Who Keeps Working on Labor Day?
Why Not Everyone Gets A Long Weekend
Labor Day has been a holiday in the U.S. for more than 100 years. It was established after a sequence of events involving movements and activism around labor practices.
The Origins of Labor Day
In the late 1800s, at the height of the Industrial Revolution in the United States, the average worker labored 12 hours a day and seven days of the week in order to earn a basic living. Children as young as five or six often toiled away in mills, factories and mines across the country as well, earning a fraction of their adult counterparts’ wages.
People of all ages, particularly the very poor and recent immigrants, often faced extremely unsafe working conditions, with insufficient access to fresh air, sanitary facilities, and breaks.
Manufacturing increasingly overtook agriculture as the foundation of American employment. Labor unions grew more prominent and active. They organized strikes and rallies to protest poor conditions and negotiate better hours and pay.
In 1882 one demonstration included 10,000 workers marching in a Labor Day parade. Around the same time, 13 people were killed during the Pullman strike where they protested cut wages.
Labor Day didn’t become official until 1894, when President Cleveland finally signed it into law. The official founder is debatable, and the history around it includes a convoluted series of events.
End of Summer & Prime Harvest Time
Today, most people enjoy a day off from work and a long weekend in early September filled with outdoor picnics and barbecues. For many people in the United States, Labor Day signifies the end of summer—not much more than a festive holiday.
However, the holiday also coincides with a busy time of the year in U.S. agriculture, and for the most part, farm laborers do not get a day off. Tomatoes don’t stop ripening in early September. On top of that, the agriculture industry in the United States has been notoriously bad at honoring wholesome labor practices.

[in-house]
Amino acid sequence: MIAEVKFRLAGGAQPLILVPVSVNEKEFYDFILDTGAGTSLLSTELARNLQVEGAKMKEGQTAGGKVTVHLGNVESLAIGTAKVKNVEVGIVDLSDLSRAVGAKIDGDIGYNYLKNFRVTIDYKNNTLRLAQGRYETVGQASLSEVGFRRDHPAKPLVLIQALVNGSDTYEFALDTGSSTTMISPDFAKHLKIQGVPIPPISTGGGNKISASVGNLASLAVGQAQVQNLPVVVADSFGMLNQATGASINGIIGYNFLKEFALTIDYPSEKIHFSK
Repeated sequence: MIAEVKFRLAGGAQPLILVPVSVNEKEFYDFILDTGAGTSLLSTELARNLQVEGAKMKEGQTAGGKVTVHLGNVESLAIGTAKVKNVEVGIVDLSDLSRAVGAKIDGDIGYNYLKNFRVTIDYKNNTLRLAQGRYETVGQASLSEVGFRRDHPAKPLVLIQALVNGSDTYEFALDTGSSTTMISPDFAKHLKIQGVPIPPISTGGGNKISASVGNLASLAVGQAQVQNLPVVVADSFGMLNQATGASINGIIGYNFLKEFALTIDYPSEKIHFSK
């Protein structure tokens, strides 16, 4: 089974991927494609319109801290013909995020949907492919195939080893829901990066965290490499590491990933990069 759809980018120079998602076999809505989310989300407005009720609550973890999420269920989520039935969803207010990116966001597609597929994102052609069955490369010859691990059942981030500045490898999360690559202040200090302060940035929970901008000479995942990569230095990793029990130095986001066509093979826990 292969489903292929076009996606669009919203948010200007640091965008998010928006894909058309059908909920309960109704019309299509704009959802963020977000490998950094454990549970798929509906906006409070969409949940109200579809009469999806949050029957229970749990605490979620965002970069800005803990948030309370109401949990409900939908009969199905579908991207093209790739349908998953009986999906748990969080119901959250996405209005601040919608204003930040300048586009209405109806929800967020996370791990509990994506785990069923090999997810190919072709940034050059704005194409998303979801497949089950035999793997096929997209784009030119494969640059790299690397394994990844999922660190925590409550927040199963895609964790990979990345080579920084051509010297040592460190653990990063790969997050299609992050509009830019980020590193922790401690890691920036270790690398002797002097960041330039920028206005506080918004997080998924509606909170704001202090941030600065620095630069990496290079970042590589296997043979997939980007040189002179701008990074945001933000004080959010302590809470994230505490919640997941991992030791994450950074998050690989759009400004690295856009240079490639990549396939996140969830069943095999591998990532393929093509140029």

Even today, farm laborers do not receive the same protections as other laborers. While it varies by state, and some states have better protections than others, many agricultural workers are vulnerable to a variety of unsafe labor practices and work conditions. Agricultural work always ranks among the top most dangerous jobs. Yet in many states, children as young as 12 can still legally work in the fields—younger than any other industry.
Did you know that often farmworkers get paid what is called “piece rate” (by weight), rather than by hours worked, and as a result don’t receive overtime pay?
These are just a couple of examples of how the agricultural industry is lagging behind on labor practices that are standard in other industries.
A number of organizations in the United States advocate for better legislation and conditions for agricultural workers. United Farm Workers is the nation’s first and largest farm worker union. The Coalition of Immokalee Workers (CIW) is another worker-led organization. The CIW initiated a Fair Food program that guarantees fair wages and better work conditions.
Many organic and sustainable methods incorporate practices that are good for the earth, but the people who work the earth are just as important. This is why so many fair trade and food initiatives have begun.
A consumer may purchase an organic product from a local farm that uses unfair labor practices with its workers. While ingredients must be labeled on products, labor practices don’t have to be. Often, oppressive labor conditions are one of the factors that keep food prices low. Large corporations continue making massive profits while on-the-ground workers barely make enough to live on.
Transparency Matters on Labor Day & Every Day
At Producers Market, we believe that transparency is key. We want to make it easy for you to learn what farming and production practices you are supporting with your purchases.
Many of our members are not just offering products for sale. They are using their business models to create micro and macro changes and offer solutions to global problems. When you hear directly from producers about their practices, you can connect with them, their workers, and the products they make.
Labor is key all along the supply chain. And when there is transparency, it is easier to ensure that laborers are not oppressed, exploited, or enslaved.
So in honor of Labor Day, we encourage you to seek out transparency and support healthy labor practices. Go ahead and have a look through our platform to learn more about our producers’ innovative solutions and business models.